I told myself those drugs weren’t “my problem,” but I was using them to disappear from myself and the rest of the world. I wasn’t sleeping much, if at all, and was beginning to make pitiful excuses for absence to coworkers, family, and friends. What had I gotten myself into? I must not want to quit substances, and I couldn’t! I felt incapable of living a life that didn’t involve a vehicle of escape. I would quickly discover that doubt wasn’t going anywhere and that it would be present at every mile marker along the way.

Truly understanding how setbacks were a normal part of my recovery was the start of leaning toward and embracing self-forgiveness. The only way to make it through the endless miles of the marathon is to be kind to yourself and trust that you are capable of the feat. When the sun is beating down on you and your legs feel stiff with defeat, remind yourself that you signed up for this and trained tirelessly for it.

From Self-Doubt to Self-Discovery

I realized pretty early into the race that my personal sobriety journey would need to be one free from all substances. Not just alcohol, but powders, pills, inhalants, and plants too. It was then that the marathon turned into an uphill race.

I have not relapsed once, but countless times. The first few times left me in fits of agony and despair. I told myself that I was a disappointment to everyone who was rooting for my recovery on the sidelines. I told myself that I was a hopeless cause and must not want to get or be better. I told myself that I must want to die if it is death I believe to be at the end of this road. I told myself that I lacked the necessary strength to do it.

But it’s not strength you need to be successful in recovery, it’s self-forgiveness in the darkest of times and everlasting compassion when all you want to do is hate yourself. In order to move forward in sobriety, you need to leave behind your personal understanding of failure.

Each time I relapsed, I was met with a wall of self-hatred. I lashed out against the wall with all my fury, blaming myself as my fists met the concrete. It was only when I softened my heart and forgave myself that I realized it wasn’t a wall, but a door. The marathon was still going, they hadn’t shut it all down because I slipped. The lanes would remain open so long as I chose not to quit.

During the race, you’ll inevitably pass by a crowd of spectators. These are your friends, family, and the strangers you meet in recovery meetings. You may be afraid to look up at them for fear that they are judging you for having fallen so many times. Perhaps they can even smell the self-doubt on you.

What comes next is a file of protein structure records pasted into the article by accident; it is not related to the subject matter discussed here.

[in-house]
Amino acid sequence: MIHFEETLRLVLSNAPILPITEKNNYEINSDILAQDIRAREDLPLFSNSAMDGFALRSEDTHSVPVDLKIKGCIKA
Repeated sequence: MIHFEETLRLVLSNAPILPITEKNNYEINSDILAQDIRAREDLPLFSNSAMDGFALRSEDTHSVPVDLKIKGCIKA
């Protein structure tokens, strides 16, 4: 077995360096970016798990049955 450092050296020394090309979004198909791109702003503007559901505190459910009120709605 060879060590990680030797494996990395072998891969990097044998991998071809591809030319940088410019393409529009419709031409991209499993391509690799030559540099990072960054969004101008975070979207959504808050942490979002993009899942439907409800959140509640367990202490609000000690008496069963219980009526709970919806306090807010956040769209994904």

You assume they think that you can’t do this, that you’re drowning, that addiction has its death grip on you and is whispering seductively into your ear to quit the race now while you can. But when you sheepishly look up toward the crowd, you’re surprised to find them all cheering you on, hands holding signs of enthusiastic support. A burst of pride—a runner’s high—surges through you. The look of amazement in your eyes reflected in their own.

And so I continue along my path, even when every inch of me screams to stop, because I deserve to know what it feels like to not give up on myself.

The marathon of sobriety is ongoing. It moves from excitement to dread to elation, and you will find the path is easier to navigate when you move through its ups and downs with forgiveness and grace. As I continue my journey, I carry with me the lessons learned and the strength gained from every step taken. Sobriety is not just a destination, but an ongoing process of self-discovery and growth—a marathon worth running, no matter how long the road may be.

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Lindsey Goodrow is a queer and sober essayist writing from Long Beach, California. She is obsessed with unearthing and unraveling life’s addictive feelings. Her work has been featured in the The Gay and Lesbian Review, and her newsletter, Sober Gemini, is published monthly on Substack.